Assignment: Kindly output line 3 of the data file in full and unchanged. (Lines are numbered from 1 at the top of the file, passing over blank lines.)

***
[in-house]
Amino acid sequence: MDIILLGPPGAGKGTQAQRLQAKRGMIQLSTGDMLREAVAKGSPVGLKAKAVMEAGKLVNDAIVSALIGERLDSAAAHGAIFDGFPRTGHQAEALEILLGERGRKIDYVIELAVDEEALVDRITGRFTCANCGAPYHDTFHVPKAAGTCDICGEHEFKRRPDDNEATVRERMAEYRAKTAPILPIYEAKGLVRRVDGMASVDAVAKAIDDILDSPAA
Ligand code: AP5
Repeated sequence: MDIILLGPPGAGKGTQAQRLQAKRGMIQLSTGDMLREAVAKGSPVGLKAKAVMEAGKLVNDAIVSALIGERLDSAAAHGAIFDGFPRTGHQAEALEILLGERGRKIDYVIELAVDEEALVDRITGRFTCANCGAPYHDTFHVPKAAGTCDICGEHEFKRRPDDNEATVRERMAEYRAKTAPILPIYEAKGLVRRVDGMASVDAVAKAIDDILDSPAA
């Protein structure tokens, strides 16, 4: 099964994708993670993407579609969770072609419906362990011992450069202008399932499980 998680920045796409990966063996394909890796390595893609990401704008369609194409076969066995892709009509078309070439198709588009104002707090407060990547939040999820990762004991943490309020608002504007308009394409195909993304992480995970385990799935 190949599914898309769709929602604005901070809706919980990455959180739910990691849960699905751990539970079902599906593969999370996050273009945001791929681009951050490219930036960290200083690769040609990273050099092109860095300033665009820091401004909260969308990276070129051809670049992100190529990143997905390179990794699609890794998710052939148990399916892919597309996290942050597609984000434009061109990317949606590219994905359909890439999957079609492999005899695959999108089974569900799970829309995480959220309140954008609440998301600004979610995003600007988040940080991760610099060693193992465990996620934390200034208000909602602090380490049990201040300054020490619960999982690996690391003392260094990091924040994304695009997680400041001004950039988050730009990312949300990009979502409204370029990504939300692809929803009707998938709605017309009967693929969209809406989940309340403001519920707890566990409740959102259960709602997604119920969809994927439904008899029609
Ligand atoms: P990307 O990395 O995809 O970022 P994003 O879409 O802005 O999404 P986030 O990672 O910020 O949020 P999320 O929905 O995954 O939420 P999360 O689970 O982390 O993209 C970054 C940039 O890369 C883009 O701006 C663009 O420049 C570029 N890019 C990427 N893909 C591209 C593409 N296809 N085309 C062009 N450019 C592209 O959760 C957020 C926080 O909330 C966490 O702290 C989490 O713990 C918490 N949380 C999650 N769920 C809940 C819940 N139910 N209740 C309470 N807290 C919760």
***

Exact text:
Ligand code: AP5